New York Times Magazine, faithfully torn out and saved by Mom. Unfortunately, I can't link you to the article because you need to have an account. But if you do, I recommend reading it. Just do a search for "challah revisited," make sure you have the settings to search for all articles (not just the standard past 30 days) and it's the top result. The article was published in December 2008, and there's actually a second challah recipe in there as well.
The dough produces a sweet, light loaf, and the braiding really isn't as intimidating as it might look. Don't be put off by the number of steps, either. There's a lot of space taken up telling you to wait and let it sit for a bit.
I realize that Hanukkah is almost over, but this bread is good enough to make regardless of the season.
adapted from NY Times Magazine (originally published in 1976, Craig Claiborn wrote an article for The Times with the recipe from Sarah Schecht of Brooklyn, who immigrated to the US from Poland)
10 C unbleached all-purpose flour, plus additional for kneading
4 tsp dry active yeast (or 2 quarter oz. packages)
1/2 tsp baking powder
1/2 tsp cinnamon
1 Tbsp salt
1 tsp vanilla
4 large eggs, room temperature
3/4 C corn oil
3/4 C plus 1/8 tsp sugar
1 Tbsp sesame or poppy seeds (optional)
1. In a small bowl or measuring cup, combine the yeast with 1 cup of lukewarm water. Place 6 cups of flour in a large bowl and make a well in the center. Pour the water + yeast into the well, and with a fork, stir gently around the well to gradually incorporate no more than 1/4 of the flour into the yeast mixture. Set the bowl in a warm place and let stand about 45 minutes.
2. Sprinkle the baking powder, cinnamon, and salt over the bowl, and add the vanilla, 3 eggs, oil, and 3/4 cup of sugar. Add 1 1/2 C lukewarm water and stir with a fork. Add 2 more cups of flour, and continue to stir with a fork, and then with your hands. Gradually, add up to 2 more cups of flour, kneading for about 10 minutes in the bowl. The dough is ready when it doesn't stick to your hands. Shape into a ball, cover, and let stand 20 minutes.
3. Turn the dough onto a lightly floured surface and kneed for about 5 minutes. Add a little flour as needed to prevent the dough from sticking. Put the dough in a floured bowl (you can use the one you started with), and lightly dust with flour. Cover and let stand for 30 minutes.
4. Turn the dough out and knead briefly. Use kitchen scissors or a sharp knife to cut off 1/8 of the dough, shape it into a ball, and set aside to rest. Repeat with the remaining dough so that you finish with 8 balls of roughly the same size. Using your hands, roll each piece into a 12-15 inch long rope.
5. Align the ropes vertically, side-by-side. Gather the tops together and pinch together, adding one at a time. Braid them as follows: separate the ropes down the center, 4 to a side. Bring the outer right rope over toward the center and place it down so it becomes the fourth rope from the left. Next, bring the outer left rope over toward the center and down so it becomes the fourth rope from the right. Repeat this process until the loaf it braided. You will need to pull and stretch the ropes a bit toward the end. When your braid is done, gather all the bottom ends of the ropes and pinch them together to seal.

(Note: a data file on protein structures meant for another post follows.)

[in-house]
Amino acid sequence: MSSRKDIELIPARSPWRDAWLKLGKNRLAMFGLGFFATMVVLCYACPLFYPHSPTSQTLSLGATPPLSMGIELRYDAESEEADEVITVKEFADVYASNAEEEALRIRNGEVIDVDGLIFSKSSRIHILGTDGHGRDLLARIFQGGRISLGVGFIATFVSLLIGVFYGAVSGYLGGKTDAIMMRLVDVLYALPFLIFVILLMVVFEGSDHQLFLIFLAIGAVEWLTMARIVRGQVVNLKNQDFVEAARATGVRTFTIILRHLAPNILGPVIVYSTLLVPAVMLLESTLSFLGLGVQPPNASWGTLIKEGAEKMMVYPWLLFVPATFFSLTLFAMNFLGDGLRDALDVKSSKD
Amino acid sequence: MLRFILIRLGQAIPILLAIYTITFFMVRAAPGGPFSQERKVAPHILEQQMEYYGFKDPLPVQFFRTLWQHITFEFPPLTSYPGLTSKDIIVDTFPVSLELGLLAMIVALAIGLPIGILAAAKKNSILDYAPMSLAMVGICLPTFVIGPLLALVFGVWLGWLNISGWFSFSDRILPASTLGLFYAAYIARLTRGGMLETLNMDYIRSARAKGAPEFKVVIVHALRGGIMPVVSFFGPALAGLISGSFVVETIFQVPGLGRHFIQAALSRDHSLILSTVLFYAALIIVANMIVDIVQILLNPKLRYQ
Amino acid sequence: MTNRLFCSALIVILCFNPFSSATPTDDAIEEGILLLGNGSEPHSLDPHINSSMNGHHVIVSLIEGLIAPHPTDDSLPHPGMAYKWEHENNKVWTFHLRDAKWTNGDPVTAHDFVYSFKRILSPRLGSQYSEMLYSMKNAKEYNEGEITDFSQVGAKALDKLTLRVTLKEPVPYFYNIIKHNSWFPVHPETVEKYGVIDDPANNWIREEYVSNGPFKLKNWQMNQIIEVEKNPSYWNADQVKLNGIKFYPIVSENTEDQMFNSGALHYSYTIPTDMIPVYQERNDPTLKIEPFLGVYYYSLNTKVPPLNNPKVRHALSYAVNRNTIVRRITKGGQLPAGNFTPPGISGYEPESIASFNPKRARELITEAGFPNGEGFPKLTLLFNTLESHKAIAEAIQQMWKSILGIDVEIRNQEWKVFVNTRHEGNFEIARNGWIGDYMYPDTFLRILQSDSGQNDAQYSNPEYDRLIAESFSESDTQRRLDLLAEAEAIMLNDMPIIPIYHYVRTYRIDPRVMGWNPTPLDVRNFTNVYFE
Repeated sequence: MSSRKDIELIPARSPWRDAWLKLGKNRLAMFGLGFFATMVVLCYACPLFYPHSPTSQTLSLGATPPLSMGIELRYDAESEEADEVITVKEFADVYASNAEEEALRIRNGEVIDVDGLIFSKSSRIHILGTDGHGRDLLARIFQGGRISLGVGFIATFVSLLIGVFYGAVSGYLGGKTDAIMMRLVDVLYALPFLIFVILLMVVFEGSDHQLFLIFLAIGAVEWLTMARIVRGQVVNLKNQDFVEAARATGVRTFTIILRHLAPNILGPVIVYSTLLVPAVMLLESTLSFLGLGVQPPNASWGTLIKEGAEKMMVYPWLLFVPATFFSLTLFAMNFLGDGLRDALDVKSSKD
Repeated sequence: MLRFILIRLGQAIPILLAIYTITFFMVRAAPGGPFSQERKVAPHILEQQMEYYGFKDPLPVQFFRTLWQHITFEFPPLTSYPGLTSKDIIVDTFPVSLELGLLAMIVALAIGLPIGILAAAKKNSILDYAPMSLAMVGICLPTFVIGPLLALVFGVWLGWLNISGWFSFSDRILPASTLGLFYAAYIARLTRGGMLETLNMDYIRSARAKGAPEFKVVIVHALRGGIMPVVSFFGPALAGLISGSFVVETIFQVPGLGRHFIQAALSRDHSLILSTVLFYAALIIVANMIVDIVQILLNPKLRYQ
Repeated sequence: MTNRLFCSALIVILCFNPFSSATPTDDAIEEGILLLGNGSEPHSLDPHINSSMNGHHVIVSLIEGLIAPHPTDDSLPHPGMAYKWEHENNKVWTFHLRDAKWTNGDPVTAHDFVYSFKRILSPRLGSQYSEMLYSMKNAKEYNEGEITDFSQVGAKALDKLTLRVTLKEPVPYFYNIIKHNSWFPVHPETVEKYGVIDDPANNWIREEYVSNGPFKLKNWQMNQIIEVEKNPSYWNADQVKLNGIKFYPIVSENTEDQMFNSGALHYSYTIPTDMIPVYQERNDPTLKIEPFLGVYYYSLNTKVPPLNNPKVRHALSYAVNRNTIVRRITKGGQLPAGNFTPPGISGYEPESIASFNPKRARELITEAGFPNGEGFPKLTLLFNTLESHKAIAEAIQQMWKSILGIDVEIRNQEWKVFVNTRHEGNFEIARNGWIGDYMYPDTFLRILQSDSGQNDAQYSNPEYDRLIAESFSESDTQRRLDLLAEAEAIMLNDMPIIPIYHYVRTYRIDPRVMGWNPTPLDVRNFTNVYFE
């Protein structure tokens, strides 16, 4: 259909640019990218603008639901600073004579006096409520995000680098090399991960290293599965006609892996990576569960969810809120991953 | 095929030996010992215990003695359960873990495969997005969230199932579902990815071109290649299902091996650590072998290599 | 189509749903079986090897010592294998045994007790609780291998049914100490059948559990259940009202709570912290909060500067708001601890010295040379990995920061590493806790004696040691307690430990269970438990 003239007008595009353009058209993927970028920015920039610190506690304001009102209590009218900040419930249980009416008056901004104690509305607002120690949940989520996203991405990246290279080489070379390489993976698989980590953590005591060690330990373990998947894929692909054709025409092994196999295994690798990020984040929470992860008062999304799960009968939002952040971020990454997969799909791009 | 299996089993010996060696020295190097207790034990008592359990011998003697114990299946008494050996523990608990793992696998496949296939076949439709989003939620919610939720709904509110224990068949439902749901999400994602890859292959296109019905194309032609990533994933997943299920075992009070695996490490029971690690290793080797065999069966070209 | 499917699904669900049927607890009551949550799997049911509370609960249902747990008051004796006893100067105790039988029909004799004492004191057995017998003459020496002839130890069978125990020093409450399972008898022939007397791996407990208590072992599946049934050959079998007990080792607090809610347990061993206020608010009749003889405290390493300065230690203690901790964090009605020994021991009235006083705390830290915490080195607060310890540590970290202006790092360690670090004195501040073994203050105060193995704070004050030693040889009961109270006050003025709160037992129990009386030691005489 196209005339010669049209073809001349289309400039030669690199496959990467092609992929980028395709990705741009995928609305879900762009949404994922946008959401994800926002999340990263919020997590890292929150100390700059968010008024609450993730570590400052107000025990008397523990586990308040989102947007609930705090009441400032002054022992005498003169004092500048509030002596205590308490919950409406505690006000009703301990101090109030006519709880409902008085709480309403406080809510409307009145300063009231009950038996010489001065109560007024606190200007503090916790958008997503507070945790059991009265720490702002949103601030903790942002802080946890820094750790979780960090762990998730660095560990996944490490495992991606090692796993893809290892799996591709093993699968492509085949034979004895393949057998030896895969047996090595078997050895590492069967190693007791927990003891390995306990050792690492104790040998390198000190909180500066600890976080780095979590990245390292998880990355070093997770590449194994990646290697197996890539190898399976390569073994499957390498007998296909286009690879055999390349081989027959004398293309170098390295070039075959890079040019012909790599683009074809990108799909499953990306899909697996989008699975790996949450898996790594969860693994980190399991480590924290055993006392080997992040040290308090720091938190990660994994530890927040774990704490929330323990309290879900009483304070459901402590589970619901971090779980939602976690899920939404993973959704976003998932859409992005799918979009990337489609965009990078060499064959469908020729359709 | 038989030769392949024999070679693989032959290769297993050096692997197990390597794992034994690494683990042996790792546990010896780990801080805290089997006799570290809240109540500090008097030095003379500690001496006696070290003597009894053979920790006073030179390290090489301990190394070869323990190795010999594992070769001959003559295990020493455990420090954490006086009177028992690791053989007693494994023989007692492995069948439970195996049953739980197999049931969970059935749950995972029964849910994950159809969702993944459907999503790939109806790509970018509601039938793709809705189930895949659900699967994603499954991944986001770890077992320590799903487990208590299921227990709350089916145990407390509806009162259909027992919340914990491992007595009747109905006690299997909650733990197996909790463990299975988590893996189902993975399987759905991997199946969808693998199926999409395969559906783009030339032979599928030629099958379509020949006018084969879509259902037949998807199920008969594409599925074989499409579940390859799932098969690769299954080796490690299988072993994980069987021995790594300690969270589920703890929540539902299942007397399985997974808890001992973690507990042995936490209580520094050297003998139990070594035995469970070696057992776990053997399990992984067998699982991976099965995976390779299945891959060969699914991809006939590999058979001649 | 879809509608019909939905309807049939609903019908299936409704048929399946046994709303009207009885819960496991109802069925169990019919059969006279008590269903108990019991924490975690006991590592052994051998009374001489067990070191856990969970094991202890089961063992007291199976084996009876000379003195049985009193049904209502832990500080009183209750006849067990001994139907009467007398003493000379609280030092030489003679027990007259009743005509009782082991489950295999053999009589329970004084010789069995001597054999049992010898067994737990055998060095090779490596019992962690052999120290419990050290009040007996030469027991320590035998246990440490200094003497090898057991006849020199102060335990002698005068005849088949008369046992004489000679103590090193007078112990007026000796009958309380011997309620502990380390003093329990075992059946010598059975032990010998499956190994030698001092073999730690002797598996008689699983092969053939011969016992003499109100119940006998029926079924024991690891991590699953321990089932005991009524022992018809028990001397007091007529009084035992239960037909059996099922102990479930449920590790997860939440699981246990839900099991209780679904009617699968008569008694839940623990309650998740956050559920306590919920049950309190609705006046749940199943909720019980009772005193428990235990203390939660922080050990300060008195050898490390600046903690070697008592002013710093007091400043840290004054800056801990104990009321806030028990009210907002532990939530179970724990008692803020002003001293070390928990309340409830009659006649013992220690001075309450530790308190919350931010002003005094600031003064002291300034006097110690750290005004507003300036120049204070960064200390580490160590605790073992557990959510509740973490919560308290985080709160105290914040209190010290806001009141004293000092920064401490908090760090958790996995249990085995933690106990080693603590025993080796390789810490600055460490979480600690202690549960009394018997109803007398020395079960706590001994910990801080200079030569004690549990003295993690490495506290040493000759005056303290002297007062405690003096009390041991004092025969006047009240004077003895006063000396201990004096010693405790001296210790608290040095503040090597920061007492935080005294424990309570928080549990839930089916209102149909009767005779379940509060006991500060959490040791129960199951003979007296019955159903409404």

6. Generously spray the bottom and sides of a large baking sheet with cooking spray. Carefully lift the braided load and place it on the baking sheet. Cover the loaf with a towel and place in a warm spot until the loaf has doubled in size, about 45 minutes. Preheat the oven to 325 degrees F. Remove the center rack from the oven and place the remaining rack in the lower third.
7. Beat your remaining egg along with 1/8 tsp of sugar. Brush the braid with the egg wash and then you can sprinkle with sesame or poppy seeds if you'd like. Bake until puffed and golden, 50-60 minutes.
here or here.
The original recipe only calls for 9 cups of flour, but my dough was still crazy sticky at just 9. So if yours works with less than 10 cups, great!
It's cold here. So to give my bread a nice warm spot to sit during the rising periods, I turned my oven on for a minute or so, turned it off, and stuck the dough in there.
I didn't use any seeds on top because I didn't have any on hand, and it was great even without them.
Learn how to knead bread here if you're not familiar with the process. It's pretty easy and a good skill to have, unless you plan on making no-knead bread for the rest of your life.
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